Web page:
Paul Manafort

Updated 11:08 a.m.

The federal investigation of Russia’s interference in the 2016 presidential election went public in a new way Monday, as Paul Manafort, formerly the Donald Trump campaign chairman, was indicted on conspiracy charges and surrendered to the authorities in Washington.

Manafort was seen walking into an FBI office on Monday morning accompanied by a lawyer. Manafort is represented by Kevin Downing, formerly of Miller & Chevalier.  Richard Gates III, Manafort’s business partner and protege, was also charged Monday.

The authorities accused Manafort of using “hidden overseas wealth to enjoy a lavish lifestyle in the United States, without paying taxes on that income.” The 31-page indictment alleges money laundering, tax evasion and unregistered foreign lobbying.

Manafort had long been a target in the investigation led by Robert Mueller III, the former Wilmer Cutler Pickering Hale and Dorr partner picked as special counsel to oversee the probe. Manafort was earlier represented by Wilmer for congressional matters tied to the Russia probe.

The charges thrust Mueller’s inquiry, in the shadows for months, into the public spotlight. It was not clear whether Manafort intended to fight the allegations, which include tax and money laundering claims, or perhaps cooperate as a key witness as Mueller and his team of prosecutors investigate other potential cases.

The criminal case was assigned to U.S. District Judge Amy Berman Jackson, a former Trout Cacheris litigator who joined the bench in 2011. Manafort and Gates were expected to appear at 1:30 p.m. on Monday in front of U.S. Magistrate Judge Deborah A. Robinson.

In the indictment unsealed Monday, the Justice Department alleged Manafort and Gates earned tens of millions of dollars through their political consulting work in Ukraine and hid that income from U.S. authorities from 2006 to 2016. The duo “laundered the money through scores of United States and foreign corporations, partnerships, and bank accounts.”

The indictment alleges Manafort and Gates “funneled millions of dollars in payments” into foreign companies and bank accounts opened by them and accomplices in countries including Cyprus, Saint Vincent and Seychelles. “Manafort and Gates hid the existence of the foreign companies and bank accounts, falsely and repeatedly reporting to their tax preparers and to the United States that they had no foreign bank accounts.”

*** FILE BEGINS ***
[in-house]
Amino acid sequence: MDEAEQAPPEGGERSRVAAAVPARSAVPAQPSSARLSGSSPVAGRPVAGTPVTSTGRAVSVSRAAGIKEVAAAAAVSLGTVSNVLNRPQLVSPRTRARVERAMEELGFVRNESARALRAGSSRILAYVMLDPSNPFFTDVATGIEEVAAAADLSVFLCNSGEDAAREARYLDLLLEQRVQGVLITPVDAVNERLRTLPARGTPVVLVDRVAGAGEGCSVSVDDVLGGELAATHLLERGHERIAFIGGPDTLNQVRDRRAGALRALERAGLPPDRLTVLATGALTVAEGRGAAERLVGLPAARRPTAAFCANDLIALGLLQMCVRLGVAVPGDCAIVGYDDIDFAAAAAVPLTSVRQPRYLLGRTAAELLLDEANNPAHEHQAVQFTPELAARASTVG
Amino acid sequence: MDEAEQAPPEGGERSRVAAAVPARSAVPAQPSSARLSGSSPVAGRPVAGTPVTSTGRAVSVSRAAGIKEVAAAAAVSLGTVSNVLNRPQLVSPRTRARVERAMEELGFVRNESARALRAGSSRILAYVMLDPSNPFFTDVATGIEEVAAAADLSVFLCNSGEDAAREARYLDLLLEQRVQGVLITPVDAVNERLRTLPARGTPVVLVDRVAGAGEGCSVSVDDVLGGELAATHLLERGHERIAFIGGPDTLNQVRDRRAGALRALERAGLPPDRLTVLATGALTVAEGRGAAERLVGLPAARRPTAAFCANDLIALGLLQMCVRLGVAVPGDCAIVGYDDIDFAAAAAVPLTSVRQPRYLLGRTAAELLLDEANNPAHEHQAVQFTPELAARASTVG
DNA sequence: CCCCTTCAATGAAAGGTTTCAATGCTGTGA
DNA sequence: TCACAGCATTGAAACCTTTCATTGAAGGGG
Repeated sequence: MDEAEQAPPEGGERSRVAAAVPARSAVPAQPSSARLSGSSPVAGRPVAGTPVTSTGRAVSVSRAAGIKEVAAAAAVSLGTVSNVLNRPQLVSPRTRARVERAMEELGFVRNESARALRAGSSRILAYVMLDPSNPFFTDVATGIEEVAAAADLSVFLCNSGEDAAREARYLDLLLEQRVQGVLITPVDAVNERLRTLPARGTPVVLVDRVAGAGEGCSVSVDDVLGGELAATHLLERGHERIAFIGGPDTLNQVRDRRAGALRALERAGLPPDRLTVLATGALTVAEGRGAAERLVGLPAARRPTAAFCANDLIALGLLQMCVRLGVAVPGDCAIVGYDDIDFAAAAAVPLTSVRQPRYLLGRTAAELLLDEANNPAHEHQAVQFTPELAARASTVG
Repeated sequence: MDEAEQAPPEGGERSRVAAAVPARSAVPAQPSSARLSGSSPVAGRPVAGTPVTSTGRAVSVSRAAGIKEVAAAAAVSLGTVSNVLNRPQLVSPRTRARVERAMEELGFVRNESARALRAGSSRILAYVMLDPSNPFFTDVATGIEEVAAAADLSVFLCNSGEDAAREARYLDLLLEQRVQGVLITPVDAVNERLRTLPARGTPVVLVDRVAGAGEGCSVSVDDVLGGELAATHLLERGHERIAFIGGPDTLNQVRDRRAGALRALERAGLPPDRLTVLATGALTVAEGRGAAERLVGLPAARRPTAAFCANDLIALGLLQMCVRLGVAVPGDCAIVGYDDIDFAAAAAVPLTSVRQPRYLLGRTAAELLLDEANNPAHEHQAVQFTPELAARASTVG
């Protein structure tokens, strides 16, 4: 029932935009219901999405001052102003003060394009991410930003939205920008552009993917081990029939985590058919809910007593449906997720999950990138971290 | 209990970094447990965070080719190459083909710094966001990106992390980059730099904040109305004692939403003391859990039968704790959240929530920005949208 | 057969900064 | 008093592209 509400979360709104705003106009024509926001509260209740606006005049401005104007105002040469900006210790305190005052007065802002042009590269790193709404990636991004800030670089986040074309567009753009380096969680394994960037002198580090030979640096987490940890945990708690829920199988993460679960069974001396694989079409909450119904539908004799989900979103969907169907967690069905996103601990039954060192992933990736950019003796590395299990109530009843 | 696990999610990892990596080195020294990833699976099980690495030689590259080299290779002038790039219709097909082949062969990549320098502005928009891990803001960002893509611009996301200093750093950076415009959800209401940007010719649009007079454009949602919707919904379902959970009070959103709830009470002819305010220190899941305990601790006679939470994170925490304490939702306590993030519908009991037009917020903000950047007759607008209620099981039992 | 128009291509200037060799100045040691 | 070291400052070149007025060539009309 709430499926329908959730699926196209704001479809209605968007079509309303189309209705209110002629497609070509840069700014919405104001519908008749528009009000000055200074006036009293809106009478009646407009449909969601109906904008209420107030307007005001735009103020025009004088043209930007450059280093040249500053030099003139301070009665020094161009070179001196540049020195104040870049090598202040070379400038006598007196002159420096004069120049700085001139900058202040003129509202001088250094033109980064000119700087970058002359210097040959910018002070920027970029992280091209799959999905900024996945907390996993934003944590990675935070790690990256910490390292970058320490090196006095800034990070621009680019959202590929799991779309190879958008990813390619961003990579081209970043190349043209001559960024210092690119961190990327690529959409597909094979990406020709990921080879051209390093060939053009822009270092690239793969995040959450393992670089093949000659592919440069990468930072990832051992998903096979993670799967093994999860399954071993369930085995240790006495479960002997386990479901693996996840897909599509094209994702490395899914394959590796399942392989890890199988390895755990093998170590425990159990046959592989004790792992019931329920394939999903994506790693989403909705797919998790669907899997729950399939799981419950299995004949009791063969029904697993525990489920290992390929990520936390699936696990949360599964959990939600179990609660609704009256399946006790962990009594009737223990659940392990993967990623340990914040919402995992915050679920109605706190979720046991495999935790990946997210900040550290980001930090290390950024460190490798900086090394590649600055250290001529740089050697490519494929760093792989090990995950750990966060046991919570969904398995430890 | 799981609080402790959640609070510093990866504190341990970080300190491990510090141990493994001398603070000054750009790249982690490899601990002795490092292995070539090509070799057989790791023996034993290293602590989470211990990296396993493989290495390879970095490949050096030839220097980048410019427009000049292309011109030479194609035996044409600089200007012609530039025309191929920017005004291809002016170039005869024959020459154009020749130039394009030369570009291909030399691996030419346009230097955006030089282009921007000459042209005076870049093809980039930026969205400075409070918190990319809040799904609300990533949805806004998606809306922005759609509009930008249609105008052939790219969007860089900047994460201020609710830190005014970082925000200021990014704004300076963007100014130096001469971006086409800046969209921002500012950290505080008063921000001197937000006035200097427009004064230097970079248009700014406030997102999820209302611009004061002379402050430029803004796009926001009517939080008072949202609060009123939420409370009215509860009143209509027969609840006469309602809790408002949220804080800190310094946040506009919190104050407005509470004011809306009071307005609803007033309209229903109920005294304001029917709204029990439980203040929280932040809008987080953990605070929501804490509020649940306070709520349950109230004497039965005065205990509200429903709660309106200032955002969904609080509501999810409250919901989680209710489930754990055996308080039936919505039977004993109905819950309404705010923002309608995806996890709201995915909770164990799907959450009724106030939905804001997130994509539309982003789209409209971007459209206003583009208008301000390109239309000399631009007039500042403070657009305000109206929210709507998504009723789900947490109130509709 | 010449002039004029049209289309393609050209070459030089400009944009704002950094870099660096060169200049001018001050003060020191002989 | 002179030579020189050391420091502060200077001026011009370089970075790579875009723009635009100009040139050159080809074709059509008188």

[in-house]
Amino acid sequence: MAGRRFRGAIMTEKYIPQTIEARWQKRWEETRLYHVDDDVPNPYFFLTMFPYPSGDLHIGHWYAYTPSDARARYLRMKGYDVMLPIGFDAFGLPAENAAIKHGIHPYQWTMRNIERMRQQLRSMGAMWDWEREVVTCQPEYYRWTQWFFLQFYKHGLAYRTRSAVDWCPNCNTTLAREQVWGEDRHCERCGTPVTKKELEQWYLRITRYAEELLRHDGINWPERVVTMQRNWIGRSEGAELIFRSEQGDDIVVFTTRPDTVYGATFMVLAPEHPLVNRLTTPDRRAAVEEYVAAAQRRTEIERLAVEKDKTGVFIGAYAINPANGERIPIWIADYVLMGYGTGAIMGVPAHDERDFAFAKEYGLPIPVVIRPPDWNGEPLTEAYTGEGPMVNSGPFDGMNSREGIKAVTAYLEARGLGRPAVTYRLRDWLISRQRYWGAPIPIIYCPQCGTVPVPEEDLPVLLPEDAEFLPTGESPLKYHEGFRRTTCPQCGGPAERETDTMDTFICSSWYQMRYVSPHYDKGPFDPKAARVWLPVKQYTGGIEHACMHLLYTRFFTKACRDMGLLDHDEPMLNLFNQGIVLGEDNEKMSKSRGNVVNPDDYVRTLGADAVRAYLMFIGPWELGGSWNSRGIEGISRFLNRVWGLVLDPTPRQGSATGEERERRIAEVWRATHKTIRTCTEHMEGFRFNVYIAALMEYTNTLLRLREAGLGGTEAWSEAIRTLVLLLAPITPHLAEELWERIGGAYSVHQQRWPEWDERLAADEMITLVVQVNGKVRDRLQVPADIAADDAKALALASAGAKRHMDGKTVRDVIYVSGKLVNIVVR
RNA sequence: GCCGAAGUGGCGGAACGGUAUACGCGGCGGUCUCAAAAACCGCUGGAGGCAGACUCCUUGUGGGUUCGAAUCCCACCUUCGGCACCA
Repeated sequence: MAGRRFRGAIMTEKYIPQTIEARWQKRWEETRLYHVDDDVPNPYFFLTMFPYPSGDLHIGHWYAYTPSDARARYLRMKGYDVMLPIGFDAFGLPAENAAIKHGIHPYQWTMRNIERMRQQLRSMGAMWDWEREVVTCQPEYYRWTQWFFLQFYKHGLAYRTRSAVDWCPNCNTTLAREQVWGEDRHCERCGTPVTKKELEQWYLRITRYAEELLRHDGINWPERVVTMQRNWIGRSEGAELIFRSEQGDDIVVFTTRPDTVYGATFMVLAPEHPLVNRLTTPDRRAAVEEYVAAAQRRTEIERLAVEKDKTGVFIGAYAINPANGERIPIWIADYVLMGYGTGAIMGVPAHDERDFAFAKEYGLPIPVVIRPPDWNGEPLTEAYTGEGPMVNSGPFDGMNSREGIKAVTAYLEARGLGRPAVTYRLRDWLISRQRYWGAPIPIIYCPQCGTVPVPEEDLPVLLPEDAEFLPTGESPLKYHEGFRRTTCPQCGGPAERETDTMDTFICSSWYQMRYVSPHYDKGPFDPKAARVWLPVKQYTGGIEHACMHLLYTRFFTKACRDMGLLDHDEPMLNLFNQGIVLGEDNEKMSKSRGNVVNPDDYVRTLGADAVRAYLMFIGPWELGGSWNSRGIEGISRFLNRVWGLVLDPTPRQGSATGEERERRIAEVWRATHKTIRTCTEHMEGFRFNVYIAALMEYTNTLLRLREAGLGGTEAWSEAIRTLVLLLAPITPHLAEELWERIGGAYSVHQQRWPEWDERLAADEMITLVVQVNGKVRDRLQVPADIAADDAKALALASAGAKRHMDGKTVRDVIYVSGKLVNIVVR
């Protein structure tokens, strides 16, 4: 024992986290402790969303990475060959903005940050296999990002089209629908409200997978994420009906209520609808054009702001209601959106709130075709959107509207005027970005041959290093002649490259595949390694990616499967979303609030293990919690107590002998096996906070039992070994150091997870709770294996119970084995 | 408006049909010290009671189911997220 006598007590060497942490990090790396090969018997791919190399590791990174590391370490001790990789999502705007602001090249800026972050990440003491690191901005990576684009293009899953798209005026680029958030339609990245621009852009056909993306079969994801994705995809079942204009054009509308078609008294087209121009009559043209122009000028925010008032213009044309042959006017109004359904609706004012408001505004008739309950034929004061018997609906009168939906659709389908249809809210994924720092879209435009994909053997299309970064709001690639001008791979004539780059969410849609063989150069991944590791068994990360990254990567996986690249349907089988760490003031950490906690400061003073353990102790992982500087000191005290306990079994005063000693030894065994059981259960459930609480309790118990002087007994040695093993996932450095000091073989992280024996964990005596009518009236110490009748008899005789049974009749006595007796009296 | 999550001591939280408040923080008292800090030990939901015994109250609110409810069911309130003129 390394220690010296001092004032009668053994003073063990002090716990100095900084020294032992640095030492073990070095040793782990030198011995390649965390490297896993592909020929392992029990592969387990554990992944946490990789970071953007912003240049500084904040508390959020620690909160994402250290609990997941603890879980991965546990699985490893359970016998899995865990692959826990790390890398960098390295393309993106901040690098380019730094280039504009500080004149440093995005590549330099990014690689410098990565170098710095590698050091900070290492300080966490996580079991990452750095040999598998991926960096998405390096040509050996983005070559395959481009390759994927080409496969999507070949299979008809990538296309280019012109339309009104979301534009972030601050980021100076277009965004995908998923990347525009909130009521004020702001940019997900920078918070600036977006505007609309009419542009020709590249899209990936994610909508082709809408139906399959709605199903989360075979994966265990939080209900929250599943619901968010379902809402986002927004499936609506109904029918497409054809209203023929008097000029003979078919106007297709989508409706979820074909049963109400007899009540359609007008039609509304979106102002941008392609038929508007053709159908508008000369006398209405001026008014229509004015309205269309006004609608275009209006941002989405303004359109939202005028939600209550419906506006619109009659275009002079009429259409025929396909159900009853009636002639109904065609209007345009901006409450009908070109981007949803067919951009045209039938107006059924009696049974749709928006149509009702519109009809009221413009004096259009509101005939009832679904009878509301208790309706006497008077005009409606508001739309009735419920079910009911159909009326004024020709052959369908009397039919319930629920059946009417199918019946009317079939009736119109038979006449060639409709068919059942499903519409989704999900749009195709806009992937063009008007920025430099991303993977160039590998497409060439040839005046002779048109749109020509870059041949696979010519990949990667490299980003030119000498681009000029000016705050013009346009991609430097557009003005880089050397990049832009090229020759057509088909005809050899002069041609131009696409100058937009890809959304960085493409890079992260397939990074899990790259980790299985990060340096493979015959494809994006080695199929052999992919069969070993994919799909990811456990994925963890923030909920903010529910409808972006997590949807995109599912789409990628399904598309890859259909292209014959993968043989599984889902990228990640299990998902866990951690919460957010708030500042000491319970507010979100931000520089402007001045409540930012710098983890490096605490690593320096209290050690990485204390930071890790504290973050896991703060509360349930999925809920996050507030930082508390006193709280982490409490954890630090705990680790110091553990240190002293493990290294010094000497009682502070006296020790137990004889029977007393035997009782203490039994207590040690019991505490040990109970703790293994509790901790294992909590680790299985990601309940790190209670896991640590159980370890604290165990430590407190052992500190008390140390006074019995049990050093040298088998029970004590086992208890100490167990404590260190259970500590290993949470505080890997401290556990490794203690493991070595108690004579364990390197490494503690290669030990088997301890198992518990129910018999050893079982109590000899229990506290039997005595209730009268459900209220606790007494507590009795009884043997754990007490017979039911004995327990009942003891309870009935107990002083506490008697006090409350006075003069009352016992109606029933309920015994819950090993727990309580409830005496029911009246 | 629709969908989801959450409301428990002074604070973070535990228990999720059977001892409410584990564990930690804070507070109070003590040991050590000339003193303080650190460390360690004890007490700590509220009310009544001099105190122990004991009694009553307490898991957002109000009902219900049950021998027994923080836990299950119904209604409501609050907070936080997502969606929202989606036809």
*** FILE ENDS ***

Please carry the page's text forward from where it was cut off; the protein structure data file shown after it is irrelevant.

Charges included conspiracy against the United States, conspiracy to launder money, failure to report foreign bank and financial accounts, filing false Foreign Agent Registration Act documents and making false statements.

Manafort and Gates allegedly concealed their work as agents of Ukraine, along with the millions of dollars they received from the country and its political parties and leaders.

“Because Manafort and Gates, among other things, directed a campaign to lobby United States officials on behalf of the government of Ukraine, the president of Ukraine, and Ukrainian political parties, they were required by law to report to the United States their work and fees,” the indictment states. “Manafort and Gates did not do so. Instead, when the Department of Justice sent inquiries to Manafort and Gates in 2016 about their activities, Manafort and Gates responded with a series of false and misleading statements.”

The government will seek forfeiture of three of Manafort’s properties in New York, a home in Alexandria, Virginia, and a life insurance policy.

The indictment against Manafort and Gates is posted below:


Read more:

Paul Manafort’s Lawyer Leaves His Firm Two Weeks After Taking Case

Manafort Probes Put Skadden’s Ukraine Work in Spotlight

White-Collar Lawyers: What to Know About Mueller’s Trump-Russia Grand Jury

Wilmer Ends Work for Manafort as Ex-Partners Press Russia Probe

What the Election-Law Camp Is Saying About Donald Trump Jr.’s Emails

As Russia Probes Mount, White-Collar Lawyers Hit Prime Time